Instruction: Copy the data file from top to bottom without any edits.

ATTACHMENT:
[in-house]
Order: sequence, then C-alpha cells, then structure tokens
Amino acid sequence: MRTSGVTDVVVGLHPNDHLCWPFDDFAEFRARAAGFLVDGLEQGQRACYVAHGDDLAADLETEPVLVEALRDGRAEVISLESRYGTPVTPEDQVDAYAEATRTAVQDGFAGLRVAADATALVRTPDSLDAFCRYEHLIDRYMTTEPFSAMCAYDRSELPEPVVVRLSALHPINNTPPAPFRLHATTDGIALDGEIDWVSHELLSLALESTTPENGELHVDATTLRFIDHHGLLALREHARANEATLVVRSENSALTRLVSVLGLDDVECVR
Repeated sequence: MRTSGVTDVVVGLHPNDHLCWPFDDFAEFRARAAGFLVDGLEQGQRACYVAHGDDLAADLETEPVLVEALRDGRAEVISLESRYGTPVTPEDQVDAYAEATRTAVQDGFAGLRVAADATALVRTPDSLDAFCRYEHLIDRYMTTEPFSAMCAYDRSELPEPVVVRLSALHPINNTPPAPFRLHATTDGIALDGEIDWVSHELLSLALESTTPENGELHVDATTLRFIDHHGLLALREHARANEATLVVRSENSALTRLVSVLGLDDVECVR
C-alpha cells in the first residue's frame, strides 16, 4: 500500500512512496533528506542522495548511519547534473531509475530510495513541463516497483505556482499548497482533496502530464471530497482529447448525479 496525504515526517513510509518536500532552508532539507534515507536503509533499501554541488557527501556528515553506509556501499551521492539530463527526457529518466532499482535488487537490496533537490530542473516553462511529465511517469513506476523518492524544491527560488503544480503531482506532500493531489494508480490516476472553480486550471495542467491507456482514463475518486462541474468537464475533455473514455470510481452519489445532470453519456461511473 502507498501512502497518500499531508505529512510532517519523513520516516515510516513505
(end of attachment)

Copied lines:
[in-house]
Order: sequence, then C-alpha cells, then structure tokens
Amino acid sequence: MRTSGVTDVVVGLHPNDHLCWPFDDFAEFRARAAGFLVDGLEQGQRACYVAHGDDLAADLETEPVLVEALRDGRAEVISLESRYGTPVTPEDQVDAYAEATRTAVQDGFAGLRVAADATALVRTPDSLDAFCRYEHLIDRYMTTEPFSAMCAYDRSELPEPVVVRLSALHPINNTPPAPFRLHATTDGIALDGEIDWVSHELLSLALESTTPENGELHVDATTLRFIDHHGLLALREHARANEATLVVRSENSALTRLVSVLGLDDVECVR
Repeated sequence: MRTSGVTDVVVGLHPNDHLCWPFDDFAEFRARAAGFLVDGLEQGQRACYVAHGDDLAADLETEPVLVEALRDGRAEVISLESRYGTPVTPEDQVDAYAEATRTAVQDGFAGLRVAADATALVRTPDSLDAFCRYEHLIDRYMTTEPFSAMCAYDRSELPEPVVVRLSALHPINNTPPAPFRLHATTDGIALDGEIDWVSHELLSLALESTTPENGELHVDATTLRFIDHHGLLALREHARANEATLVVRSENSALTRLVSVLGLDDVECVR
C-alpha cells in the first residue's frame, strides 16, 4: 500500500512512496533528506542522495548511519547534473531509475530510495513541463516497483505556482499548497482533496502530464471530497482529447448525479 496525504515526517513510509518536500532552508532539507534515507536503509533499501554541488557527501556528515553506509556501499551521492539530463527526457529518466532499482535488487537490496533537490530542473516553462511529465511517469513506476523518492524544491527560488503544480503531482506532500493531489494508480490516476472553480486550471495542467491507456482514463475518486462541474468537464475533455473514455470510481452519489445532470453519456461511473 502507498501512502497518500499531508505529512510532517519523513520516516515510516513505